So if you beat yourself up for doing stuff that’s not software… Maybe don’t. Why do I talk about music so much here? Because I’m learning that too, not just putting everything into software. Art, too: I gave a talk and wrote a book about stealing practice methods for software from artists, and I’m illustrating more and more of my own stuff. Obviously I also speak and write. I get broader in my interests every year.

It’s not a failing. It’s not giving up. You can’t predict what’s going to be valuable, so you should learn some of everything. That’s the same thing I say about what kind of software you should write, but broader. And that’s the lesson: the longer you live and the better you work, the more you realise that everything (and everybody) has something useful to teach you.

Just keep working.

Learning to write software isn’t a task you plan out: get these bullet points done and you’re a programmer. As soon as you write your first program, you’re a programmer. If you’re reading this article, odds are that you’re a programmer. If not, go write your first program in an online code learning site — it should take you under 20 minutes.

Sometimes you’ll want to improve at something in particular: your programs get snarled up together as they get bigger, so you learn some modularity and encapsulation. You’re trying to handle thousands of combinations with good performance, so you maybe pick up some discrete math. All this stuff is available online, usually with references to books and classes if you want to go deeper.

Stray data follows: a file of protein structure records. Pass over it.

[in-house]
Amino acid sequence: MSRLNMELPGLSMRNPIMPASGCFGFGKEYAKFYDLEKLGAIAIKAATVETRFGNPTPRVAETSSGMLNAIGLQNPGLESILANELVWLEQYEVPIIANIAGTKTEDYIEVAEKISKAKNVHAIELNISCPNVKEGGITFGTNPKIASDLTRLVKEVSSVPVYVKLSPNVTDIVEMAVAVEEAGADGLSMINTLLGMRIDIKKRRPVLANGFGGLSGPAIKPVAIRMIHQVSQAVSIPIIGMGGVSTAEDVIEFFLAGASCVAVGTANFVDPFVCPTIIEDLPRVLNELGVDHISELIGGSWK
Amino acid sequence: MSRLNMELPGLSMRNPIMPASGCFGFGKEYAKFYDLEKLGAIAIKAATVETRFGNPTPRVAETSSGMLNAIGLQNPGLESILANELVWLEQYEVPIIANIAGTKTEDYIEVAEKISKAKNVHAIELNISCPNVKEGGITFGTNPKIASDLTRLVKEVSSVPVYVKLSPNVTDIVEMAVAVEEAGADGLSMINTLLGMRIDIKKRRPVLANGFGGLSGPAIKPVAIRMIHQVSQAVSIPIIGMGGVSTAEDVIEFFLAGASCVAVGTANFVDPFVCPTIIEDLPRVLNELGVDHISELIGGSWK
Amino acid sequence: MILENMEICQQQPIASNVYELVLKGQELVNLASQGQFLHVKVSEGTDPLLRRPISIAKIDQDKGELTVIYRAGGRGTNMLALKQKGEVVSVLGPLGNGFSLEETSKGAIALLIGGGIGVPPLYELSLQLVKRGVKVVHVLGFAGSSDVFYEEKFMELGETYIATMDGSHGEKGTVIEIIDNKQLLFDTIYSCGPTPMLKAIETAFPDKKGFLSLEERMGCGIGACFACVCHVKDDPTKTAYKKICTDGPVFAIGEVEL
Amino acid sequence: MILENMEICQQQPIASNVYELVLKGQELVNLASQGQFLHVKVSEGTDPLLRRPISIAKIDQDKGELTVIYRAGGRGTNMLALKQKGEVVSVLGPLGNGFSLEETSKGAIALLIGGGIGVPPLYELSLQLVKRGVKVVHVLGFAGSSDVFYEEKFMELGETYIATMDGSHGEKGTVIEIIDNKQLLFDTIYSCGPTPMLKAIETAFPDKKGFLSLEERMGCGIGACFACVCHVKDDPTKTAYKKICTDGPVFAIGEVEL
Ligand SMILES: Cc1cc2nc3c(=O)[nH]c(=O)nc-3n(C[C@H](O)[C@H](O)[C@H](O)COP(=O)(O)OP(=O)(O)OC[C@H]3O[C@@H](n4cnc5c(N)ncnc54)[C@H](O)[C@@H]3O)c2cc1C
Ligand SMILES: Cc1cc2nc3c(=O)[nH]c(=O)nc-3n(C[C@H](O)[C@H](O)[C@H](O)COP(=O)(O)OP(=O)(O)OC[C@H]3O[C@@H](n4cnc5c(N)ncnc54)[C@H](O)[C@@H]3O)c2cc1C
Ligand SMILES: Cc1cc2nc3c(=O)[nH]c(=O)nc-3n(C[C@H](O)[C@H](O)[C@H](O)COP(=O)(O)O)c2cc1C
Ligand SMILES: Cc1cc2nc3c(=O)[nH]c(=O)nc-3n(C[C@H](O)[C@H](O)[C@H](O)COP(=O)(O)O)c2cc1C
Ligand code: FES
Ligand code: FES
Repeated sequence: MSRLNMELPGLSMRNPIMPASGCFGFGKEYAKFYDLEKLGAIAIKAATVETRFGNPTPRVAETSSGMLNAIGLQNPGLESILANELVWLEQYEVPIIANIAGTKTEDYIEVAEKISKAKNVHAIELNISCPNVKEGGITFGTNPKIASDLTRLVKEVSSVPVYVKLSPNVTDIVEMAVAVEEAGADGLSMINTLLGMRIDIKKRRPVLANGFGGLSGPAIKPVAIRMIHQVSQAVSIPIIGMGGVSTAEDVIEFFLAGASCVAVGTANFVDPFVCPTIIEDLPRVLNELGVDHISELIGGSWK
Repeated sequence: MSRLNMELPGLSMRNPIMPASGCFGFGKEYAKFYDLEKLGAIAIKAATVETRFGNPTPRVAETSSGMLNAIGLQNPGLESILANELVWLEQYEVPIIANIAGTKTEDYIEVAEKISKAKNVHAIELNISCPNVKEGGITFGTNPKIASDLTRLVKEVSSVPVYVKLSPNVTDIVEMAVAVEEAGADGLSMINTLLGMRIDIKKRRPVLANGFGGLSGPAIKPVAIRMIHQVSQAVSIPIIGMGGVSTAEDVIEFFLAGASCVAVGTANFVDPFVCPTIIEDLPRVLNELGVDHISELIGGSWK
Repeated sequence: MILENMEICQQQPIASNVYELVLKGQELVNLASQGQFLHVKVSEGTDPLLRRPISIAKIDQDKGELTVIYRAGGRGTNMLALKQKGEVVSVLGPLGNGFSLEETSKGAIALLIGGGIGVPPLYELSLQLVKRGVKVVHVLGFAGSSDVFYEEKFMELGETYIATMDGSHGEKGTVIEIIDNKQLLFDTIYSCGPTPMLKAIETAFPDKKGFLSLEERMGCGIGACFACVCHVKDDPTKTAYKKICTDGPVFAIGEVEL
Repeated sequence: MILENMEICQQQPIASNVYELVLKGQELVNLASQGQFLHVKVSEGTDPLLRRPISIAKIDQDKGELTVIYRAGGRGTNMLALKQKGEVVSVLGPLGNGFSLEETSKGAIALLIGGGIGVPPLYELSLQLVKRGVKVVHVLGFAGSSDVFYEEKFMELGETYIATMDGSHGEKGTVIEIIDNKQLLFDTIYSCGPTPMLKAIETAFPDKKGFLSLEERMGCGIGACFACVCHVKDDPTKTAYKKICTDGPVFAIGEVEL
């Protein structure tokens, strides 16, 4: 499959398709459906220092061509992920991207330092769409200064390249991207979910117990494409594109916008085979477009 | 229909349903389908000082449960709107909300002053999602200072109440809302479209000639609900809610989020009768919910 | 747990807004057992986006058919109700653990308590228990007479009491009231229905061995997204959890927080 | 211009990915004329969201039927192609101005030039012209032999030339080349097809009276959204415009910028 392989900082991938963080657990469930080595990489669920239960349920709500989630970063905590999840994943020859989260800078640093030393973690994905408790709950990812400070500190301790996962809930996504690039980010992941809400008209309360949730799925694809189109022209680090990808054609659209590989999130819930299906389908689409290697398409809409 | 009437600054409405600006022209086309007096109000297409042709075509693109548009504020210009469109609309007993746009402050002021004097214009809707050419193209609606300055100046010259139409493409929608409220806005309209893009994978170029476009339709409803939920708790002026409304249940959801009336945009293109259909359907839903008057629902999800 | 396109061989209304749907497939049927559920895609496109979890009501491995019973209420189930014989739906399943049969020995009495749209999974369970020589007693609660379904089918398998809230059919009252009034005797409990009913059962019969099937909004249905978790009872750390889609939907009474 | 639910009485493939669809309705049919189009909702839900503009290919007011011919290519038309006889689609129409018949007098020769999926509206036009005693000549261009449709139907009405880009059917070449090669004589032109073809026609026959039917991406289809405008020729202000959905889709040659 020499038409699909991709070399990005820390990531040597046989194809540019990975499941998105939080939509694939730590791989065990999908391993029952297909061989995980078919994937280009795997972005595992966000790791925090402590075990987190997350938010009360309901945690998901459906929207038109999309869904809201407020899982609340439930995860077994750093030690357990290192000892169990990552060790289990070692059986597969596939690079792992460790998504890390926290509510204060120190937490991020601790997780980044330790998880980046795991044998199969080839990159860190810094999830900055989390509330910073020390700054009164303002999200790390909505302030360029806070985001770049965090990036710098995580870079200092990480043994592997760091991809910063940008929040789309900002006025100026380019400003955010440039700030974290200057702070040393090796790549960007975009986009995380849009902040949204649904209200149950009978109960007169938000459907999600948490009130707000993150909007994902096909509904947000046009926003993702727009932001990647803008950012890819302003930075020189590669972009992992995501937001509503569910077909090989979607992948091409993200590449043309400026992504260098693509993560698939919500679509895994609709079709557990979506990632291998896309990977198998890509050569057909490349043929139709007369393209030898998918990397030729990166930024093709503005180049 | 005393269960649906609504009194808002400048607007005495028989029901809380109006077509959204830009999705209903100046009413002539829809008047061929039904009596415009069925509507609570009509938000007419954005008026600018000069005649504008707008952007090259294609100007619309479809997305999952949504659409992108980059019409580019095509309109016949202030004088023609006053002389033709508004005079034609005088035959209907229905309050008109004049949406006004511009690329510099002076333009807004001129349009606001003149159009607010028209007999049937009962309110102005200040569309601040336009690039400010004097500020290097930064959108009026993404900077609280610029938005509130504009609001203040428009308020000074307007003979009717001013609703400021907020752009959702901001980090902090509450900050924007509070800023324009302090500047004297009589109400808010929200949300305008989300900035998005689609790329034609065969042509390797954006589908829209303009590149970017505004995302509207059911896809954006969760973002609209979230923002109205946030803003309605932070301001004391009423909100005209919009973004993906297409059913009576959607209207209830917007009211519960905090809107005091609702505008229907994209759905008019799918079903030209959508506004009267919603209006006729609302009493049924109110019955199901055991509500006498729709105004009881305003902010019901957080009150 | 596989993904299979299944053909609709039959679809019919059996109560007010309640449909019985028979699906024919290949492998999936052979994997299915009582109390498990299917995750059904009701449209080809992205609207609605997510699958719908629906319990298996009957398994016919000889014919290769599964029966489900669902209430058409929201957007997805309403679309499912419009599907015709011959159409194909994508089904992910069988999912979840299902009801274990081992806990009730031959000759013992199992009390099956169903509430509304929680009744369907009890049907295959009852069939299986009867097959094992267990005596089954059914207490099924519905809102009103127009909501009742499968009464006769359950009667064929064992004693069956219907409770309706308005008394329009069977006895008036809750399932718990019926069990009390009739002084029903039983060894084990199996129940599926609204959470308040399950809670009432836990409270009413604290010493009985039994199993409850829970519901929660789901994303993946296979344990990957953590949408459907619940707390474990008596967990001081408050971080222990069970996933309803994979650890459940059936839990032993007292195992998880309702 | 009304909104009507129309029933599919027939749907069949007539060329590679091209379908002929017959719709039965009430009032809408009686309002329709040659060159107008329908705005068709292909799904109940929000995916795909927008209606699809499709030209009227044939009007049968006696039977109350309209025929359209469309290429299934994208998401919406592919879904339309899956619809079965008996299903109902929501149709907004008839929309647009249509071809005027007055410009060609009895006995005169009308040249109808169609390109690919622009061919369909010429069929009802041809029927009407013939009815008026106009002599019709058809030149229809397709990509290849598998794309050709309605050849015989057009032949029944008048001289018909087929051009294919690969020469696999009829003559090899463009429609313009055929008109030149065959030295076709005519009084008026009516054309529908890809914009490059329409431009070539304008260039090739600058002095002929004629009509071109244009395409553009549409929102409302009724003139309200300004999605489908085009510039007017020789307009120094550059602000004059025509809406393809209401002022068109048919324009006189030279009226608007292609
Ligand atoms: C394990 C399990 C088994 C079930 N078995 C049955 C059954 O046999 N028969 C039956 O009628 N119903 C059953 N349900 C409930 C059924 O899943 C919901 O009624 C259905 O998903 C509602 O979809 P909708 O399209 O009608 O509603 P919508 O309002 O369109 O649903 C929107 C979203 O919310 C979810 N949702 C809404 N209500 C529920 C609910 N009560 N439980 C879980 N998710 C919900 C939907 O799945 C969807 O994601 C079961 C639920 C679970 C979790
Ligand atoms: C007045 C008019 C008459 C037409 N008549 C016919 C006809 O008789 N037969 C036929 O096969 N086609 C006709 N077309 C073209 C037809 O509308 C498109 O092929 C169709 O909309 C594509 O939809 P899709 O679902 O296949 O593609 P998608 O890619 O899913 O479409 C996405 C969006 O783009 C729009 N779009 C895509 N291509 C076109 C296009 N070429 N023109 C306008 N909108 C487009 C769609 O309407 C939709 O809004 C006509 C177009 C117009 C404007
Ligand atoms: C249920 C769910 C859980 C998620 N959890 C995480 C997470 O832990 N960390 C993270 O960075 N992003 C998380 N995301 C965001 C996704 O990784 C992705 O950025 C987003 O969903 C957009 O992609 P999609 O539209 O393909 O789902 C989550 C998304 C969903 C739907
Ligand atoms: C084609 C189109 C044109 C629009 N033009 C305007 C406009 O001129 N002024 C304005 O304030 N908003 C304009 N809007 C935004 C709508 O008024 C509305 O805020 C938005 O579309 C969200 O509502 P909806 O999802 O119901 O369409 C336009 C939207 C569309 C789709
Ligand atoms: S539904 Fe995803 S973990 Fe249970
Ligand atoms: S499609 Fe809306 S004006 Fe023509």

Learning non-software stuff is the same way. The guy who wrote the game Chicory coordinated his onscreen sounds with the key he had written that part of the game music: you get harmonious notes because it plays slightly different chimes, depending on the song in the background. How freaking cool is that? And I realised I didn’t know nearly enough to even appreciate it. And it helped push me toward music last year.

Just keep working. There’s infinite interesting work to make you better. Don’t be afraid of work that looks impractical. I don’t know what I’m going to do with music for my software work. Maybe nothing. Maybe everything. The future is very far away, and I’m not good at predicting what will be helpful in twenty years.

None of us are.

You’re not running a sprint or running a marathon. Instead, you’re keeping a diary. In ten years, will you page back through it and say, “wow, I did some cool stuff?” Or “huh, I was a pretty interesting person?” I guess you could keep a diary that says “I was pretty good at Java syntax.”

But why?

Don’t Confuse Work and Career

Don’t I want to retire at some point? That would be nice. But I’m not going to stop working. I will stop doing work I don’t like for money, especially if it doesn’t teach me anything awesome. My current gig working on YJIT is full of code I’d write for free… But if I wasn’t being paid I’d never touch an expense report and rarely write status updates. They’d get a lot less sysadmin work or Git history pruning. Don’t confuse work with your career. They’re not the same thing. They’re only barely related. Writing software is incredible work. It’s an okay-or-better career.